I thought it was just a typical Monday until I got a call from Janice around noon. She asked me to make a postpartum visit to an inmate who had given birth the day before. Part of me wanted to make my life easy and just say no, but I knew that wasn't really what I was about to do.
So, I agreed and got the details. I headed out later that afternoon, ready for whatever lay before me. I knew this was definitely one of those "Oh Lord, what did I get myself into this time?" kind of experiences.
When I arrived at the hospital room, I was greeted by a friendly, young face, and the aroma of lasagna. I soaked it in quickly, decided right then and there that any preconceived notions I had were most likely incorrect, and chose to be in the moment and accept whatever unfolded before me as a chance to "be the light".
Enough about me...there I sat with a young woman, who had given birth quickly and easily the day before. It was immediately apparent that she felt a strong bond for her tiny, new son. She shared a few details of her labor and birth, then went into greater detail about her plans for getting out of jail and being at home with her son. She alternated between beaming with pride about how beautiful and strong he was, and tearful sobbing about the guilt she felt for being a bad mother and causing pain and poor circumstances for her baby.
The easy road here was for me to listen to that little judgmental voice in my head saying "of course it's your fault, you messed up". But, instead, I just continued to listen and tried to put myself in her shoes. As her story unfolded, it became easy to see that this woman was just as much a victim in life as her newborn son was now. Her own family, while growing up, was replete with substance abuse, dishonesty, abuse, poverty, and general "poor choices". That's what she knows; that's her comfort zone. I choose to hold steadfastly to the idea that, with loving guidance, she can rise above it and make a better life for herself and her child. Yet, I also know the statistics, so I will continue to hope that this miraculous baby will know unconditional love and safety, no matter how or where that has to occur.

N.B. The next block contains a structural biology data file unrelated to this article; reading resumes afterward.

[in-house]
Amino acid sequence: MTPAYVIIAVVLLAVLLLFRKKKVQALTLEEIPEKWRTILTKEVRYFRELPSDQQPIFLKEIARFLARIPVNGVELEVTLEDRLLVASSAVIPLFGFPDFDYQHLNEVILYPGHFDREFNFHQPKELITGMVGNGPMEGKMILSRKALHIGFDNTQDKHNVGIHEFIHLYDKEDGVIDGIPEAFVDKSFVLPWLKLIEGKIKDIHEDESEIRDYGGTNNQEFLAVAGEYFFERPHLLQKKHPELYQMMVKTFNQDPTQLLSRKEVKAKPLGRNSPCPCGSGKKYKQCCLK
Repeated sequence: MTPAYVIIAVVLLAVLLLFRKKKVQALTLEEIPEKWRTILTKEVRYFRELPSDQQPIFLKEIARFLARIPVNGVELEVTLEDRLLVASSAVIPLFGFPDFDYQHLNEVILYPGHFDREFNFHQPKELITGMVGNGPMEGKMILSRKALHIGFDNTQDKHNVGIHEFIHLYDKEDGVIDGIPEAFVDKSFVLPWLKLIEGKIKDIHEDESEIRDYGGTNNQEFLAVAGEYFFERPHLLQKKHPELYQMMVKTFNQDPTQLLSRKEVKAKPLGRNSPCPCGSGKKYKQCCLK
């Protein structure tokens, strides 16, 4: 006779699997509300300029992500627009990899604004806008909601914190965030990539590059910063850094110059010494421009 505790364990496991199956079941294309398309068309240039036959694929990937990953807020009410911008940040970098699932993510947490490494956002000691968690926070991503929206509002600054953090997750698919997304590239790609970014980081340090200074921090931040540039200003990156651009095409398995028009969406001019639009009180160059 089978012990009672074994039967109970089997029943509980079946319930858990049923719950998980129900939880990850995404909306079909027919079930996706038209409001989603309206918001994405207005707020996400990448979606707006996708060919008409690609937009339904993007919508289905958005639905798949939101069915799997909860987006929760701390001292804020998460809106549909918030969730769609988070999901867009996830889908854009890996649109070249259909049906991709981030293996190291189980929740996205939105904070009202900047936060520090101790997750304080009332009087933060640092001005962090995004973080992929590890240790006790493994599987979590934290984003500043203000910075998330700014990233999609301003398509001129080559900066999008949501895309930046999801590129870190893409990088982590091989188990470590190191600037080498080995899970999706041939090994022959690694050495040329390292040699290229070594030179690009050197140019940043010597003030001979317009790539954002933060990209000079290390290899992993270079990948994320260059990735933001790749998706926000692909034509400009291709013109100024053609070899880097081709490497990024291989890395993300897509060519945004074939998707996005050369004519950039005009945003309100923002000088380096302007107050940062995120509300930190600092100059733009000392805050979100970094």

After some unforeseen delays, I accompanied Mama to the NICU to see her baby (her baby was addicted to drugs). She held him so tenderly and cried precious tears all over him, as she had waited many hours for this opportunity. She talked to him sweetly, admired his delicate features, rocked him, and cried some more. Tomorrow, she would be returning to jail, and he would be remaining in the NICU, alone. She thanked me about a hundred times for taking the time to spend with her and told me how much she appreciated all the support she had received from For the Love of Birth. In that moment, as a mother and a human being, her circumstances didn't matter. She was a mother, absorbing the warmth and scent of her newborn baby, doing it the best she could, possibly for the last time. I was grateful for the opportunity to share that moment with her.